This story originally appeared in the August 2016 issue of Plastics Recycling Update.

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Plastics Recycling Update, Aug. 2016

Some full-wrap shrink-sleeve labels can confuse optical sorters and degrade recycled resins, which is bad news for PET reclaimers. Yet the labeling format is anything but a waning trend.

More and more PET bottles employ the labels, which use wrap-around graphics to entice consumers to pluck the product off the shelf. In fact, nearly one-fifth of the container market now incorporates the labeling format, and it is one of the fastest-growing label segments, experiencing a 5.5 percent compound annual growth rate, according to international labels company UPM Raflatac.

“When you walk the aisles in the supermarket, you see the increased amount of shrink-sleeve labels on all sorts of products,” said Erkki Nyberg, director of shrink-sleeve films at UPM Raflatac.

Multiple label makers have worked to ensure their shrink-sleeve labels separate from the PET and float in float-sink tanks. But an equally important issue is guaranteeing that materials recovery facilities (MRFs) correctly sort the bottles so they end up in the right bale in the first place.

A recent in-depth testing project showed the work being done at the intersection of sleeves and sortation.

Shrink-sleeve innovation

Some full-wrap shrink-sleeve films, including those made of PVC and PETG, are denser than water and will follow the PET bottle grinds to the bottom of the float-sink tank, contaminating the PET stream. PETG, in particular, seems to be holding market share. The presence of these labels can complicate processing – because they have different melt temperatures, for example – and the films and their ink residues can ultimately degrade the quality of the recycled resin.

They also cost PET reclaimers buying curbside bales an estimated $44 to $88 per metric ton of recycled PET flakes, according to a September 2014 report from the Shrink Label Working Group of the Association of Plastic Recyclers (APR). That estimate is a reflection of additional costs on all recycled PET flakes, not just flakes solely from bottles with full-sleeve labels, and it takes into account costs for equipment to manage shrink-sleeve labels, labor, yield loss and impacts to final recycled PET quality.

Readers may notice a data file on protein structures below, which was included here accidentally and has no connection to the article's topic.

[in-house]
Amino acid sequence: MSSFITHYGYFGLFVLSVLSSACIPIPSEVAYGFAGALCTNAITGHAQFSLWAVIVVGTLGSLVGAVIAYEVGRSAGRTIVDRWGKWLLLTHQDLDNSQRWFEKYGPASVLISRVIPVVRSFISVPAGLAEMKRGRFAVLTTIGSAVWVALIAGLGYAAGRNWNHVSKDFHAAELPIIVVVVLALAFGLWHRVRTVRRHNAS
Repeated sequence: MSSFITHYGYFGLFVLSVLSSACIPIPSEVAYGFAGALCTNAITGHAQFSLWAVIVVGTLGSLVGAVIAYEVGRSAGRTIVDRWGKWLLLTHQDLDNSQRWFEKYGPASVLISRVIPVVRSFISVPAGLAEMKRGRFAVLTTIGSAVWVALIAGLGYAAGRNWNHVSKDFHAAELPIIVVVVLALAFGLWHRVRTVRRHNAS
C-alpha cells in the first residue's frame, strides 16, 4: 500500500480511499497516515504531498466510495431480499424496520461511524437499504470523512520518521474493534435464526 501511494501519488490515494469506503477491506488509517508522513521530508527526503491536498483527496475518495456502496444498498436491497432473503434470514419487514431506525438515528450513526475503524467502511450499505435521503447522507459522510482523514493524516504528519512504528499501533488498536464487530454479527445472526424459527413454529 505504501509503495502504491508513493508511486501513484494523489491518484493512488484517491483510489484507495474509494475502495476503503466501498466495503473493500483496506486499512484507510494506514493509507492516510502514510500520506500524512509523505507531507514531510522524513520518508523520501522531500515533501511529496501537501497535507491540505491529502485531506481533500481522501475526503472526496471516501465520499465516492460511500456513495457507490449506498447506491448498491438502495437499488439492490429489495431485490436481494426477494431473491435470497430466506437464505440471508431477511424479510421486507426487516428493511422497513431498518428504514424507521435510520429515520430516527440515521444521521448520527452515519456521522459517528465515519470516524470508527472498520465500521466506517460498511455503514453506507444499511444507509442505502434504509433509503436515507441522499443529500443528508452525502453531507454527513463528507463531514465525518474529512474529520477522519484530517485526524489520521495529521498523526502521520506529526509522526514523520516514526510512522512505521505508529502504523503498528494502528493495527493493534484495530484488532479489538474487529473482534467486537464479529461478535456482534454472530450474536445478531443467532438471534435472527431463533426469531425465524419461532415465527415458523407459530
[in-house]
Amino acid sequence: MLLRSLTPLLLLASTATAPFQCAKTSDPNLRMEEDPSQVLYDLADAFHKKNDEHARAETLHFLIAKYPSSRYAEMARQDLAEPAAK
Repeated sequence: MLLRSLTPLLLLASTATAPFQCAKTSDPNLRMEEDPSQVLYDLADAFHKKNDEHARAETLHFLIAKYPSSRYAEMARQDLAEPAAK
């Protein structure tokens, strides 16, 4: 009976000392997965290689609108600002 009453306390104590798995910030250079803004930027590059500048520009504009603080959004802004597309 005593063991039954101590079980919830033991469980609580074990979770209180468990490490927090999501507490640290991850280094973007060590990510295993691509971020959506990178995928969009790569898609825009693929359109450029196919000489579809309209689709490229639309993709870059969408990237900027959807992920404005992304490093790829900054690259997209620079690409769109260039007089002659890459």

To help combat these issues, UPM Raflatac recently developed a floating polyolefin-based label, called the RafShrink PO MDO 40 HS, that has a density considerably lighter than water: 0.935 grams per cubic centimeter (water is 1 gram per cubic centimeter). The label film works in roll-fed shrink-sleeve applicators handling more than 50,000 bottles an hour, or nearly 14 bottles per second.

The floatable shrink-sleeve label materials need to be less than the density of water with printing included. Labels with density close to 1 gram per cubic centimeter with heavy printing are more at risk of sinking, said Kristi Hansen, technical director at Amherst, N.H.-based Plastics Forming Enterprises (PFE).

UPM Raflatac’s Nyberg added the weight should be less than 0.98 grams per cubic centimeter to ensure a printed label floats in a caustic soda wash at 85 degrees celsius (185 degrees Fahrenheit).

“Our film is very low-density,” he said. “Even with the ink on it, it will float in any case.”

Putting labels to the test

The sort-friendly labels from UPM Raflatac.

UPM Raflatac chemists created the RafShrink PO MDO 40 HS confident that it would be fully recyclable and could co-exist with optical sorters. After developing the label film, the company engaged PFE for testing.

In working with PFE, the first step was to verify the label was recyclable per the APR test protocols currently available. The testing replicated the worst-case conditions for what happens after the plastic leaves the MRF or plastics recovery facility: bottle grinding, washing, air separation, extrusion and molding into a part. Trials showed the label met the criteria, floating in water and not coloring or hazing the recycled PET, Hansen said.

UPM Raflatac received an APR Recognition Letter for successfully meeting the guidelines of the APR Shrink Sleeve Critical Guidance Document Protocol. It also received a European PET Bottle Platform (EPBP) Letter.

However, in this case, testing went beyond ensuring development of a commercially viable label that separates and floats.

UPM Raflatac and PFE worked with six different optical sorting technology suppliers to evaluate the label innovation and better understand the challenges with shrink-sleeves in general.

The decision to conduct optical sorter testing was made by UPM Raflatac but was driven by the understanding that brand owners want to ensure packaging recyclability.

For some major brands, a recycling-friendly sleeve meeting APR guidance is simply “a ticket to play,” a prerequisite to consideration by a brand, Nyberg noted.

The testing was extensive. “This is definitely an above-and-beyond effort,” Hansen said. “They are setting the bar for … full recyclability.”